Cheap fibre optic light creates a vulgar display

Click to view parts Not dazzled by the special effects of a cheap fibre optic light, Clive Mitchell decided to hack his own: “Fibre optic lights like this one have been about for a long time. They were originally made using glass fibres illuminated by a candle shaped light bulb, but these days the fibres tend to be plastic with a focused low voltage lamp as the light source. These cheap gimmick fibre sprays are available in the UK from “one pound stores” which would probably equate to “dollar stores” (make that ‘two dollar stores’ with the current exchange rate!) in the USA. They tend to be battery powered and have a few flashing coloured lamps inside.Inside are three self flashing lamps with small bi-metallic contacts inside. They pulse and flash irregularly, making the fibre optic spray pulse in a rather vulgar manner. It’s a complete waste of a good bunch of fibres, so I developed a project to convert one to LEDs and make it run directly from the mains.

fibre1.jpgClick to view parts Not dazzled by the special effects of a cheap fibre optic light, Clive Mitchell decided to hack his own: “Fibre optic lights like this one have been about for a long time. They were originally made using glass fibres illuminated by a candle shaped light bulb, but these days the fibres tend to be plastic with a focused low voltage lamp as the light source. These cheap gimmick fibre sprays are available in the UK from “one pound stores” which would probably equate to “dollar stores” (make that ‘two dollar stores’ with the current exchange rate!) in the USA. They tend to be battery powered and have a few flashing coloured lamps inside.Inside are three self flashing lamps with small bi-metallic contacts inside. They pulse and flash irregularly, making the fibre optic spray pulse in a rather vulgar manner. It’s a complete waste of a good bunch of fibres, so I developed a project to convert one to LEDs and make it run directly from the mains.

fibre11.jpg

 

 

My circuit design consumes only a few watts and is a “reactive” load, so it can be considered as being zero-power. And above is an image of the technicolour version with two red, two green, two blue and an orange LED.The LEDs should have a life time of about 100,000 hours continuous, although some of the cheaper Chinese LEDs are somewhat unpredictable in their lifespan. If you decide to attempt a similar conversion to one yourself, then be very aware that the circuit operates at mains voltage, so extreme care must be taken in construction to avoid fire or injury.”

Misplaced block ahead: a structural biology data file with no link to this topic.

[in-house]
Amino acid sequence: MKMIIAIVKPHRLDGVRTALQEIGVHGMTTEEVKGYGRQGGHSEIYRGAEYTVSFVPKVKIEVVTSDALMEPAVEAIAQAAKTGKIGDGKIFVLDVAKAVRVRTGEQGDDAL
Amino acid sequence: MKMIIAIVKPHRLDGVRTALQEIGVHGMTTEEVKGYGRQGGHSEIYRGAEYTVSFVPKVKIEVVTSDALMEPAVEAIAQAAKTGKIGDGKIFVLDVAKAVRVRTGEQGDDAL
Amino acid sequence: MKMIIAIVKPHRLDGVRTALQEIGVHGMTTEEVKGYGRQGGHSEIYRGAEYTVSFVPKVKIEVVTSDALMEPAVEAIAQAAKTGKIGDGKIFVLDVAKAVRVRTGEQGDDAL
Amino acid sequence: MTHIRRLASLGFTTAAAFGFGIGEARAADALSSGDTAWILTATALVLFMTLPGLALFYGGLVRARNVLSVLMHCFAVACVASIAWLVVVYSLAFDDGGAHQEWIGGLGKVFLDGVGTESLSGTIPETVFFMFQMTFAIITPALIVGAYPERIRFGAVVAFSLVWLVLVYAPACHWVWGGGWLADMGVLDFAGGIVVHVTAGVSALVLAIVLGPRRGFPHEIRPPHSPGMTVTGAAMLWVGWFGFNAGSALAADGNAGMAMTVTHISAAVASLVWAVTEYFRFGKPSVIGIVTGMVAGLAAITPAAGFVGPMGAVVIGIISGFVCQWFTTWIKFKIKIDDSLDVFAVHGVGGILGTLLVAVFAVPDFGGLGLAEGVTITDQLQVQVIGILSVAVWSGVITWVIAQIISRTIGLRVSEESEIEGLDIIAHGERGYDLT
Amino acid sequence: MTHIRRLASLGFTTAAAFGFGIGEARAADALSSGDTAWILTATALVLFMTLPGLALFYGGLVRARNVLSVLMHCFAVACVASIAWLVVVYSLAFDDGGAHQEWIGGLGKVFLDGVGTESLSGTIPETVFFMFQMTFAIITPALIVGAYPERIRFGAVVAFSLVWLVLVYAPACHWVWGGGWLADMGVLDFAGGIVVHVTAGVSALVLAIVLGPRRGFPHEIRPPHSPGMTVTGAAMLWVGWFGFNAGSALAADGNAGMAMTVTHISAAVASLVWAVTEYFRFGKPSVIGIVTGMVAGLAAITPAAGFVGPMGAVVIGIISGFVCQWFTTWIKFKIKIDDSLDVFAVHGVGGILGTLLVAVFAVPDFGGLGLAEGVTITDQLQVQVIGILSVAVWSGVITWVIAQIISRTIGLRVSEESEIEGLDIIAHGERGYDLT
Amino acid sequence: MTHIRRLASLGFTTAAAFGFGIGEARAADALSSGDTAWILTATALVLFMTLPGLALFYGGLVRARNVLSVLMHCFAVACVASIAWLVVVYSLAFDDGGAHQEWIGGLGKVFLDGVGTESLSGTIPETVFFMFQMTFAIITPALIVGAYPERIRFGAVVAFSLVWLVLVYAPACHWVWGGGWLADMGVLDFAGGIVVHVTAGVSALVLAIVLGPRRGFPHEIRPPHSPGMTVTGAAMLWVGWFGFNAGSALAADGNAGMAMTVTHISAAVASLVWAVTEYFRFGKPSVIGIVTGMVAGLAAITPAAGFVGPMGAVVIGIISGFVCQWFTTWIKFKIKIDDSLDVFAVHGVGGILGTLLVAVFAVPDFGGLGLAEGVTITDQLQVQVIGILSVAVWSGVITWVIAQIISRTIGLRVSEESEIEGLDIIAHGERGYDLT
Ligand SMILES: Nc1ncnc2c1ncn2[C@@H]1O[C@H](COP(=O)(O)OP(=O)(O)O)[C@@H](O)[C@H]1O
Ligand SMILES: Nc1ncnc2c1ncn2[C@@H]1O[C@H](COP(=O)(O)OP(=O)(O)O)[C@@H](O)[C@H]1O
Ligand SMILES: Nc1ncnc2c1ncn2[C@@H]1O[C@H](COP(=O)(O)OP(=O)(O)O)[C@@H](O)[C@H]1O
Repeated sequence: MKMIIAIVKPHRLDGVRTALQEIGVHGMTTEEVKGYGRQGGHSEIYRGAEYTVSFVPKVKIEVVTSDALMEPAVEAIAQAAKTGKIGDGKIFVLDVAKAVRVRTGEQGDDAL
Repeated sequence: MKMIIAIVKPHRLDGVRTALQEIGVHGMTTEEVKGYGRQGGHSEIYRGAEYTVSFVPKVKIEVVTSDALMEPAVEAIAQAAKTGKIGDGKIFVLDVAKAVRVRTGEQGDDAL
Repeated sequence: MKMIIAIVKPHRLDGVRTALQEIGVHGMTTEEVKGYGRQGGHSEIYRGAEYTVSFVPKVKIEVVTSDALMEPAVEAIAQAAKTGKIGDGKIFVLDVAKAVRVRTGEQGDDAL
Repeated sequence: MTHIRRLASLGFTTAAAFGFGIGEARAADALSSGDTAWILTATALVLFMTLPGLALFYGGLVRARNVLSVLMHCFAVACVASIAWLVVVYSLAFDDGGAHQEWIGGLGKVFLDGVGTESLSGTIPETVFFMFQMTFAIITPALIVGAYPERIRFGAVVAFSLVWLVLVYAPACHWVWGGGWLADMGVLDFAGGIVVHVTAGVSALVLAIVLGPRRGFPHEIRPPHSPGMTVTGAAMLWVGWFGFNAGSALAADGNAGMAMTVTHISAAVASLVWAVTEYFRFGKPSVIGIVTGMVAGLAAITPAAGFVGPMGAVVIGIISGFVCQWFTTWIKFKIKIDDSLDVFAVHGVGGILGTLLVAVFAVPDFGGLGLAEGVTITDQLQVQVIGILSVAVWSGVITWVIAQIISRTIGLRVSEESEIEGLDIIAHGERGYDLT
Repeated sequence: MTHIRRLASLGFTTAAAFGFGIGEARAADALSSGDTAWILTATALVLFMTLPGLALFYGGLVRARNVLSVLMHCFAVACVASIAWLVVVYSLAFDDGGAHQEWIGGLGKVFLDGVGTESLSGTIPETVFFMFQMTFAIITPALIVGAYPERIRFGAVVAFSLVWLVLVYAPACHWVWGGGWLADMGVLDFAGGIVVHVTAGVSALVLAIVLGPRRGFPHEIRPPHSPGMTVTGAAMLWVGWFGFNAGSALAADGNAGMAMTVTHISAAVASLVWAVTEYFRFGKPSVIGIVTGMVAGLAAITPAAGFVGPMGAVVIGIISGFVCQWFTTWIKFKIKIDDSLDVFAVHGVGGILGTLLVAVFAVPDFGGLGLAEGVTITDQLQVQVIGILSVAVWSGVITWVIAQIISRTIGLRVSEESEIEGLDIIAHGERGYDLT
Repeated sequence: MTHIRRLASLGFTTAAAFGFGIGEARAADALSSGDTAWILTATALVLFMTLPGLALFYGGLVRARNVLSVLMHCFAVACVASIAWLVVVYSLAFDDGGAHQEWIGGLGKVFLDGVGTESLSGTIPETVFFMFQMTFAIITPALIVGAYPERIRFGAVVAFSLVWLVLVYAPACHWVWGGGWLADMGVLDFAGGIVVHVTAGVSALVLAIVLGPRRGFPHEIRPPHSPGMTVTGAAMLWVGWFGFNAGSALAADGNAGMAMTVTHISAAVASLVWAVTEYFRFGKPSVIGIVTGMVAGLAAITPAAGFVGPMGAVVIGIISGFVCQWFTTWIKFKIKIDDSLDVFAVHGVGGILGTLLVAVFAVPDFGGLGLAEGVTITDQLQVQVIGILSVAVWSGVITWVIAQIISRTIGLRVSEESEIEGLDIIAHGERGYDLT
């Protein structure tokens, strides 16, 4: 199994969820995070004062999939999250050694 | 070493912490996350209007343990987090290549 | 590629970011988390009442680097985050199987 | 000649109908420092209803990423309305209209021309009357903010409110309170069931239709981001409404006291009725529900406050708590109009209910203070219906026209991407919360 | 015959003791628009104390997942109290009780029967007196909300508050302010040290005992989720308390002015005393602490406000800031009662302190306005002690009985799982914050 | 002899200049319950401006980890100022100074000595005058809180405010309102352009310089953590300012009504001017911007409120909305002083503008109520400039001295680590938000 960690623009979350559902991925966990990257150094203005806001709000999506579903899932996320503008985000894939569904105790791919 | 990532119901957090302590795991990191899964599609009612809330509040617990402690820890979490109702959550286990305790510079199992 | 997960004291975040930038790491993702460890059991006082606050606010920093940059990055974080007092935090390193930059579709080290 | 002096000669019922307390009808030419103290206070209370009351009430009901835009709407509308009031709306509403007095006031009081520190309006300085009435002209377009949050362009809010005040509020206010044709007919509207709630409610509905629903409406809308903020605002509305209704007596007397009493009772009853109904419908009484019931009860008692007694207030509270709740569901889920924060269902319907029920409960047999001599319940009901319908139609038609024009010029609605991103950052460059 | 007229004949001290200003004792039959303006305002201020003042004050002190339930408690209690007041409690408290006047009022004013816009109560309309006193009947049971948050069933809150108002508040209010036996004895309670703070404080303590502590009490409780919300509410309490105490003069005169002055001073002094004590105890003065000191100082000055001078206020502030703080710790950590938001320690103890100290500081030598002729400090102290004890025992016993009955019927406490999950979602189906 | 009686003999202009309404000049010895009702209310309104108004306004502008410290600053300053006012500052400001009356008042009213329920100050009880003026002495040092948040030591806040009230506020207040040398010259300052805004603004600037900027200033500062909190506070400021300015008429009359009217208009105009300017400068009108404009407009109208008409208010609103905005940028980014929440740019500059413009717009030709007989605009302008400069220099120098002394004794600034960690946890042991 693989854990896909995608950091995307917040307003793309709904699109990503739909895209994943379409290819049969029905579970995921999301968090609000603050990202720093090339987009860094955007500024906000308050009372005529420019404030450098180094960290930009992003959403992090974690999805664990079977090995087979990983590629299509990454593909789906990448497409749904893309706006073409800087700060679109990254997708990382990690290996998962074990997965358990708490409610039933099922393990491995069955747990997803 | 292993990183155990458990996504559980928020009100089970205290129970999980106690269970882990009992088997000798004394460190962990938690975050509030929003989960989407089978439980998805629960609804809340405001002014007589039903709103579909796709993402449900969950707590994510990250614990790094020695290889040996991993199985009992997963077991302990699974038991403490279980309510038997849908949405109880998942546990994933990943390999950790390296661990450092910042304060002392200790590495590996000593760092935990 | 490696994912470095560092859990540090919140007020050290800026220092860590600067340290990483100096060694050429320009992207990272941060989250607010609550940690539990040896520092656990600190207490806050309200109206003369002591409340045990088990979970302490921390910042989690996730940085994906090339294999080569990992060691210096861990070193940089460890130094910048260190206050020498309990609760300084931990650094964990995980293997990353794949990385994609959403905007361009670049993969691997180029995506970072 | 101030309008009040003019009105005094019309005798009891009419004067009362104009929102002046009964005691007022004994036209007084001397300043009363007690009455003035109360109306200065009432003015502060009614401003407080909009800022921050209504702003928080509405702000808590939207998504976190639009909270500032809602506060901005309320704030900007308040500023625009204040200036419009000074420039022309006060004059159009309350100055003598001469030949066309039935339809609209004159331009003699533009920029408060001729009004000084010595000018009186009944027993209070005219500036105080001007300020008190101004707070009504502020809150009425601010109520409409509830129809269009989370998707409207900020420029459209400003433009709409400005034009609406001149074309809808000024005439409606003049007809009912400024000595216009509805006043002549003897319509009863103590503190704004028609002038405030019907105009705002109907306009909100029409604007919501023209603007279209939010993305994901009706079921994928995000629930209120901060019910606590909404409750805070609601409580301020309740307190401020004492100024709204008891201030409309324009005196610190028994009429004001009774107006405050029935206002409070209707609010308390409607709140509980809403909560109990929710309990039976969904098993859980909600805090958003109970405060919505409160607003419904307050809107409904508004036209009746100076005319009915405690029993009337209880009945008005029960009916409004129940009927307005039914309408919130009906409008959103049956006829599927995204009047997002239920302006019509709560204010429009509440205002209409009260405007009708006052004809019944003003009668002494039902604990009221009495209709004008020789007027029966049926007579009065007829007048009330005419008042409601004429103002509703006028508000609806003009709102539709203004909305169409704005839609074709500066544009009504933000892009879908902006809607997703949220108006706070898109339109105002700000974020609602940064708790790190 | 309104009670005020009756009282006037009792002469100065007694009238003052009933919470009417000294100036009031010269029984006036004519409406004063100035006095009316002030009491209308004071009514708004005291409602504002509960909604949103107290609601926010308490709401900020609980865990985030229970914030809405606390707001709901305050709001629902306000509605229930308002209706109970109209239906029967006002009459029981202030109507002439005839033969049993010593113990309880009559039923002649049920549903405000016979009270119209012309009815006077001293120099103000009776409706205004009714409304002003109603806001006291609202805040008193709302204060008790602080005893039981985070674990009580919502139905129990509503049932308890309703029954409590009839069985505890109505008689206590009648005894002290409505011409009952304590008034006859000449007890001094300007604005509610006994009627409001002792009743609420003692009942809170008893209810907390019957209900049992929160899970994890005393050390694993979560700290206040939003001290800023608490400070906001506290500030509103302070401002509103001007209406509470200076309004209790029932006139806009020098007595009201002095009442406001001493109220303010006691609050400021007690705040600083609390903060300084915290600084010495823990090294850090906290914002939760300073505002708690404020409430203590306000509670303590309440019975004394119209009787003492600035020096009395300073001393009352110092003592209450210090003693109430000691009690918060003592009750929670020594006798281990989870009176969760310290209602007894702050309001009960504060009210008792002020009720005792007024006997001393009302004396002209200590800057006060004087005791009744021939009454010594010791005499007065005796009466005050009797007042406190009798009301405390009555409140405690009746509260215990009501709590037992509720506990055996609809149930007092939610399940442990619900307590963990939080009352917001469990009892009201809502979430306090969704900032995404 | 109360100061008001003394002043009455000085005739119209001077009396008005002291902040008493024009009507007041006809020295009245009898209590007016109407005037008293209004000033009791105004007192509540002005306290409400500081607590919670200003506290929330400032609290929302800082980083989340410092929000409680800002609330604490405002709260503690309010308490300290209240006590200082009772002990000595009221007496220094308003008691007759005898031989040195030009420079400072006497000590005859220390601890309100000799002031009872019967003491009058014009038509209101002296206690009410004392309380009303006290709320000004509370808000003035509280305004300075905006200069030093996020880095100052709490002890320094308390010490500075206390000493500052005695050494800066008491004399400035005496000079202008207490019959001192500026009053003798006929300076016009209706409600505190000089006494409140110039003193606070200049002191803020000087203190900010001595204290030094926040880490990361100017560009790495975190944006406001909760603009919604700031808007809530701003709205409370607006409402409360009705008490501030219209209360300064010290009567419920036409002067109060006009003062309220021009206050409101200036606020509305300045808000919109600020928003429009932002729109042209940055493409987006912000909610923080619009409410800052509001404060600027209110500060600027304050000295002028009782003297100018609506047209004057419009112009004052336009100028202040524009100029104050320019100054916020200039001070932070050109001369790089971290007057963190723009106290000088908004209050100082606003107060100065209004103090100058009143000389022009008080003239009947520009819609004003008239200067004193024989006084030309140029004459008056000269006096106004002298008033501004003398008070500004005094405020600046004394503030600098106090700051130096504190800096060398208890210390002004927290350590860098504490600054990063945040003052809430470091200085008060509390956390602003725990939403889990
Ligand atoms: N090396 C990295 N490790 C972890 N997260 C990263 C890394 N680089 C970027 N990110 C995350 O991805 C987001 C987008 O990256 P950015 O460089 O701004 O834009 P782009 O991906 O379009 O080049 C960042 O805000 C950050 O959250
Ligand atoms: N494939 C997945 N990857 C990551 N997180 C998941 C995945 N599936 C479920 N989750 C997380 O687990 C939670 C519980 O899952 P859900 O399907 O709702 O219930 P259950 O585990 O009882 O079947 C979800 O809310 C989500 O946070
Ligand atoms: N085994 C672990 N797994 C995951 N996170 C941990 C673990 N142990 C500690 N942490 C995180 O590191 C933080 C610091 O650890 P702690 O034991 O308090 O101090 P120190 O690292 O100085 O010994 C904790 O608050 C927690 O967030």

Comments

7 comments

  1. to: Admin – If You want to delete your site from my spam list, please sent url of your domain to my emai: stop.spam.today@gmail.com
    And I will remove your site from my base within 24 hours
    webmastegz

  2. I believe he said it uses less than 1 Watt, that is so close to nothing that its not work nit picking over.
    I think this is a great circuit that he proposes, its got safety and efficiency, and its cheap! Hallmarks of a great engineer!

  3. The point is that it draws “a few watts” of real power regardless of what the reactive power component is. Modern dsp type power meters will measure and record this real power component quite accurately. No doubt the electricity company will be very happy with any power factor correction becuase it reduces losses in their transmission network, but they will charge for the real power component.

  4. The comment about reactive power relates to the fact that the design uses a capacitor as the primary power supply component and as such has a slight leading power factor. When you consider the number of transformers with very significant lagging power factors around the home any small power factor compensation is useful. Given that the circuit only draws a few watts and has the minor but useful power factor correction effect I think it’s reasonable to say that it draws next to nothing even if it isn’t exactly “zero” power.

  5. I once read that any fool can make something but it takes an engineer control the costs” or something like that.
    So If we assume that “a few watts” stretches to 5 watts, then at £0.09 per kWh the cost of running this over the projected LED lifetime is £18(excluding depreciation).
    £1.58 p.a. for running something pretty for 11.4 years is I guess well out of the mental range of pickers-of-nits.
    My vote goes with Clive on this one

  6. I once read that any fool can make something but it takes an engineer control the costs” or something like that.
    So If we assume that “a few watts” stretches to 5 watts, then at £0.09 per kWh the cost of running this over the projected LED lifetime is £18(excluding depreciation).
    £1.58 p.a. for running something pretty for 11.4 years is I guess well out of the mental range of pickers-of-nits.
    My vote goes with Clive on this one

  7. Quote “…consumes only a few watts and is a “reactive” load, so it can be considered as being zero-power”
    I can’t begin to imagine what level of ignorance is required in order to write the above statement.

Leave a Reply

Your email address will not be published. Required fields are marked *

*

You may use these HTML tags and attributes: <a href="" title=""> <abbr title=""> <acronym title=""> <b> <blockquote cite=""> <cite> <code> <del datetime=""> <em> <i> <q cite=""> <s> <strike> <strong>